It was the middle of the day as I drove home along Marine Parade. It was only 39 degrees and the sun was blanketed by cloud. At the St Kilda beach traffic lights, two teenage boys crossed the road. They had bare feet and carried their expensive thongs. The ground must have been very hot but they weren’t even hopping.
Over the following days, the temperatures subsided, the painters returned and life went on again. When skyrocketing temperatures were predicted for the coming weekend, I prepared for it. Old shade cloth was draped over the pot plants and smaller shrubs. Multiple thicknesses went over the fishpond. Gold fish need more food in warm weather than in cold and this summer they were fed daily.
A temperature of 46 degrees was predicted for Saturday, the seventh of February. Having survived the previous week’s heat wave, I again set off for my Tai Chi class. This time, there was no cloud cover and at 9 am, the pale sky shimmered with early heat. The roads were quiet and only a few people took their exercise along the foreshore, usually a scene of pumping action: joggers, bike riders and walkers, with and without dogs, all powering along, oblivious to their backdrop of sand, sea and sky.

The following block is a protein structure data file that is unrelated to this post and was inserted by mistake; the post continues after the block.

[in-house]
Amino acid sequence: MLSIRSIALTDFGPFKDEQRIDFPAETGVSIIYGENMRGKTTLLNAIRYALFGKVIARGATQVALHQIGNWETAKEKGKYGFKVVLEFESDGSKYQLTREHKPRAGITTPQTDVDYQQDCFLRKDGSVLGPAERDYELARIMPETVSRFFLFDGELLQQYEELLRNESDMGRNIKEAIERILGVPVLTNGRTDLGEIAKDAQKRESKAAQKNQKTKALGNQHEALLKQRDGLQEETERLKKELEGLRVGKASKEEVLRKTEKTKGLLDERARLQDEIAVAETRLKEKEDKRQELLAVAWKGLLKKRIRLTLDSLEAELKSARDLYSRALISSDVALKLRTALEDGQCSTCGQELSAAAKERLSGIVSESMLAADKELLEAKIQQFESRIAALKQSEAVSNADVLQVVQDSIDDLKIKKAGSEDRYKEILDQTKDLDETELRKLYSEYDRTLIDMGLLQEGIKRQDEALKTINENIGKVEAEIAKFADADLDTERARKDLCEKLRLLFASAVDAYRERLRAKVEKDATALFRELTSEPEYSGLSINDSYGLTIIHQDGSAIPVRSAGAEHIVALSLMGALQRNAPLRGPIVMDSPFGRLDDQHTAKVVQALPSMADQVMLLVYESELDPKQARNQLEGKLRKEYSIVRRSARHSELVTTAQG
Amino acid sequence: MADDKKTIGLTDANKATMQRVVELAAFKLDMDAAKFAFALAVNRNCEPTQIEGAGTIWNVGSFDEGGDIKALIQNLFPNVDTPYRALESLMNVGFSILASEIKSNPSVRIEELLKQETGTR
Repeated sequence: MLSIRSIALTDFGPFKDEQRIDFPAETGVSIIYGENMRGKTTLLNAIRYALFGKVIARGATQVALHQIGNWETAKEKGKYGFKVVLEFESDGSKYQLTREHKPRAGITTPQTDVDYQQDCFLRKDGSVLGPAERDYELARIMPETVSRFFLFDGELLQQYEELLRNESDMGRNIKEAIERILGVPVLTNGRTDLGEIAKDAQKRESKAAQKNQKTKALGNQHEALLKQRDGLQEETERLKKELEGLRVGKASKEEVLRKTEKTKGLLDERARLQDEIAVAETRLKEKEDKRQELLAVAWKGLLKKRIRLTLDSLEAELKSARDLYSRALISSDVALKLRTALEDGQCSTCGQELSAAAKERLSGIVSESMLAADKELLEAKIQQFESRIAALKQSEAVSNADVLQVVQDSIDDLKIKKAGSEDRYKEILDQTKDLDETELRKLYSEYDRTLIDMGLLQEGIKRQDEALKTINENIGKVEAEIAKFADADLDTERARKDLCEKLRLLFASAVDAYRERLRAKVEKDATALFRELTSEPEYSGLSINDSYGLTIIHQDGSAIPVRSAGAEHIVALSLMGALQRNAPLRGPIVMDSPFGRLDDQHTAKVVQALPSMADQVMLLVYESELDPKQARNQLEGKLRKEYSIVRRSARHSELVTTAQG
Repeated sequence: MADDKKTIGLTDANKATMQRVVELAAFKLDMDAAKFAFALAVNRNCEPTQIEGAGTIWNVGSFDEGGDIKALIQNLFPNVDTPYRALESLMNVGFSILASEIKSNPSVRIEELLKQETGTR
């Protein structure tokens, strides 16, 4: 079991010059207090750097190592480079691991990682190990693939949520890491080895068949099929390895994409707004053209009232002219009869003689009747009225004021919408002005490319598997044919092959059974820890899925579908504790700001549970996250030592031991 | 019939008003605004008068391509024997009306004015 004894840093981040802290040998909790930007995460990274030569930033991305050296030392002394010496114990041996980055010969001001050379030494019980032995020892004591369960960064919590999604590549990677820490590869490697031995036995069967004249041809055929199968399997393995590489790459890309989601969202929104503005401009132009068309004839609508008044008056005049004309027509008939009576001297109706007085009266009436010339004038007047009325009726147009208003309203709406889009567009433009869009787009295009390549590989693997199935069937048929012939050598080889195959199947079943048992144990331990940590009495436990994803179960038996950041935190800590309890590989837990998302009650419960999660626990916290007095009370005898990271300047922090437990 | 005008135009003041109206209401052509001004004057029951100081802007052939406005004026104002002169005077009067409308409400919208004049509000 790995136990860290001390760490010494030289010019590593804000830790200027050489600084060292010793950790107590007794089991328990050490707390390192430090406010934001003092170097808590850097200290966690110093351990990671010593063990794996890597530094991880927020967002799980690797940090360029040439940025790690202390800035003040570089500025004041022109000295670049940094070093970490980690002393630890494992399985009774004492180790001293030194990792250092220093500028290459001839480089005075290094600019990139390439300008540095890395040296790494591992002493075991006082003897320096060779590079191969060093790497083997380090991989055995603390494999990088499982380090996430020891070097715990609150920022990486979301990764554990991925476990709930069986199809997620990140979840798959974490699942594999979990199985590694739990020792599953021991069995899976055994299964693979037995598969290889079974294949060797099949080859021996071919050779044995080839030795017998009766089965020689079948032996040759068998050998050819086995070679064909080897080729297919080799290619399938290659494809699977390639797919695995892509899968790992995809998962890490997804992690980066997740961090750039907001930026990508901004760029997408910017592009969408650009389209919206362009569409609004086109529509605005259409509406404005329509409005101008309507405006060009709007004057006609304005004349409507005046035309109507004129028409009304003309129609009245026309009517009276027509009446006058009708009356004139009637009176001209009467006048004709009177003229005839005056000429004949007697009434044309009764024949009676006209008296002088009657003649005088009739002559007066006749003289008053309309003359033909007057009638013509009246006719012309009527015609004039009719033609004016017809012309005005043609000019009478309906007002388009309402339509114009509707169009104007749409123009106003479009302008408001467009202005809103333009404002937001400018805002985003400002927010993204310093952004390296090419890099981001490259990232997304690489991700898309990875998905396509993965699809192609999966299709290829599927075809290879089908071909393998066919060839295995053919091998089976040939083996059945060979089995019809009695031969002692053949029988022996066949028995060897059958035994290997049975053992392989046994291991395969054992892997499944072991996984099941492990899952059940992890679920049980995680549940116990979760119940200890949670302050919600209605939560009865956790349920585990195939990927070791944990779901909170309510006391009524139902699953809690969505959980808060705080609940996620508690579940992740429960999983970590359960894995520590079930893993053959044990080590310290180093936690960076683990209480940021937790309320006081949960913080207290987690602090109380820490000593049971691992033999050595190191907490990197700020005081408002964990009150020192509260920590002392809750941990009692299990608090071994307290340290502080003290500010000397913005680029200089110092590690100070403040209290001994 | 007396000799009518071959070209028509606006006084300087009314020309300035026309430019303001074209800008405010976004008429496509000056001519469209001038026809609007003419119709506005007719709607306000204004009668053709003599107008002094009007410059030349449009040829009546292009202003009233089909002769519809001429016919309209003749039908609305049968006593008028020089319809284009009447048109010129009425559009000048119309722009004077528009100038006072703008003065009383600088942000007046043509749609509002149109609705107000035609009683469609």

On arrival at the community centre where the class was held, I soaked a bath towel in cold water and draped it inside the car by securing it with a window. Leaving the window opposite slightly open for airflow, made a primitive air-cooling system. I did not want to return to a molten vehicle. Later, it was only when I removed the concertina sunshield from the dashboard and felt the heat radiating from the windshield that I knew the wet towel had worked.